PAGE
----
Does ‘perché’ mean ‘because’ or ‘why’ in Italian?

We often get asked at Daily Italian Words: does the word perché mean because or why in Italian? The answer to that is: both!

Does "Perché" mean "Because" or "Why" in Italian?

Perché is made up of two words: per (for) and che (that). It can function as an interrogative adverb, allowing you to ask the question why, or as a subordinating conjunction, linking a main clause to a subordinate clause, much like the English because.

Of course, it is possible to begin a sentence with the conjunction perché if the main clause is obvious from the context. In the second sentence below, for instance, there is no need to repeat the information non vado al lavoro perché…(I’m not going to work because…)

Unsure Afro American woman, looks doubtful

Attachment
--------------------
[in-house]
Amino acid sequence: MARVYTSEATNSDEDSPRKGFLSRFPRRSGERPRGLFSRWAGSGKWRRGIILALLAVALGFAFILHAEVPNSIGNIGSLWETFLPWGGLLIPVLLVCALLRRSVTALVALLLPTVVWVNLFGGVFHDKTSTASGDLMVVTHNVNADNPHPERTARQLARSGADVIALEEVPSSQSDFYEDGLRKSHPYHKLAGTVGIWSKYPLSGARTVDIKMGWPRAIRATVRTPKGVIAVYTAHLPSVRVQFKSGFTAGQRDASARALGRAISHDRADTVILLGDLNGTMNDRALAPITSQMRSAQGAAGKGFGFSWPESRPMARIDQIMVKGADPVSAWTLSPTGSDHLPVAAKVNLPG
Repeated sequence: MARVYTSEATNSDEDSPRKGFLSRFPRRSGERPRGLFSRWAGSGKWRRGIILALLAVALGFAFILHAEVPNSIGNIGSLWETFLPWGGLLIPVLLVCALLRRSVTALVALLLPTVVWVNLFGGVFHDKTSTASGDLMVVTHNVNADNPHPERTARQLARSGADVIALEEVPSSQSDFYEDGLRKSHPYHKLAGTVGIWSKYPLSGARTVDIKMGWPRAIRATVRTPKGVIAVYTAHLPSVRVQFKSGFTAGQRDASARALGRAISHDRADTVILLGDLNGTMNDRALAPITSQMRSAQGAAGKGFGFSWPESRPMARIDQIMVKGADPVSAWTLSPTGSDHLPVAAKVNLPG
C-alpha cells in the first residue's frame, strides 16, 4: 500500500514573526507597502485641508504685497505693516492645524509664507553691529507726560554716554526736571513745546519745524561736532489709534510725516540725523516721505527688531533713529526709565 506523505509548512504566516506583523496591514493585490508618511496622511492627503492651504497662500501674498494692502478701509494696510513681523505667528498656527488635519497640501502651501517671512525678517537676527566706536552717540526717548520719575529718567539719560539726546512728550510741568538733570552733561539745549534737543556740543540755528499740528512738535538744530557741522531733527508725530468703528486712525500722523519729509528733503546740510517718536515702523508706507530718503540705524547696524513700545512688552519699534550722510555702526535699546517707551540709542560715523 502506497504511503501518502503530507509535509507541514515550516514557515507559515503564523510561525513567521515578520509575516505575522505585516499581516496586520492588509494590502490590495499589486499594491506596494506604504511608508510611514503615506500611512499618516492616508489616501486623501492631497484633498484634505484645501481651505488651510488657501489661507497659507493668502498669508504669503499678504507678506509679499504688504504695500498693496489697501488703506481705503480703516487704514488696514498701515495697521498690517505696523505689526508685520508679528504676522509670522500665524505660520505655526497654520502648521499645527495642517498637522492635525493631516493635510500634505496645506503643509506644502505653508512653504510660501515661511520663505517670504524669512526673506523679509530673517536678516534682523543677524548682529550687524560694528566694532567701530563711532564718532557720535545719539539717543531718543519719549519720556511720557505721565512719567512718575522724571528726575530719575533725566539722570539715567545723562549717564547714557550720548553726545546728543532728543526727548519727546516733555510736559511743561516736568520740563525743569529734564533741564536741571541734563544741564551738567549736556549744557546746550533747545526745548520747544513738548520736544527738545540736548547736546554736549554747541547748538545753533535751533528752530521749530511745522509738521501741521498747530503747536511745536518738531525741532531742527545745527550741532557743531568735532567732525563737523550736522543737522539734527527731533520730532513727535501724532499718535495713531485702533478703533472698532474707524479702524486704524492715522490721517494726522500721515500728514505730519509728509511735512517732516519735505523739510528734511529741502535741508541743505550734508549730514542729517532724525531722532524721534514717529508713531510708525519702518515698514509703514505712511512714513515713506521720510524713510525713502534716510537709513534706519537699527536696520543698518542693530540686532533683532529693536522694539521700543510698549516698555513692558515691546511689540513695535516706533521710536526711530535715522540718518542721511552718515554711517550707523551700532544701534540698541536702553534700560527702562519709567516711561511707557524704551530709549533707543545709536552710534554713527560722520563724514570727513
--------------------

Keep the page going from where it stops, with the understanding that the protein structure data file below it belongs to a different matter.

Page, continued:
Perché sei qui? = Why are you here?

Note that “because of” cannot be translated using the conjunction perché. Instead, you need to use one of the following expressions:

  • a causa di (due to)
  • per causa di (due to)
  • per via di (as a result of)
  • per colpa di (for the fault of)

Did you know that perché isn’t the only way to translate “because“? Below are a few other words that can replace perché, ranging from the most informal to formal.


dato che (seeing as, since)
visto che (seeing that)
per il semplice fatto che (due to the simple fact that)
siccome (since, given that)
poiché (since, seeing as)


Newlyweds are greeted with festive confetti.
L’ha sposato perché lo ama. = She married him because she loves him.

To conclude, let’s look at a couple of very common synonyms for perché when used as an interrogative adverb: come mai (why) and per quale motivo/ragione (for what reason). The former is used very frequently, especially in colloquial speech, whereas the latter is a little more formal.

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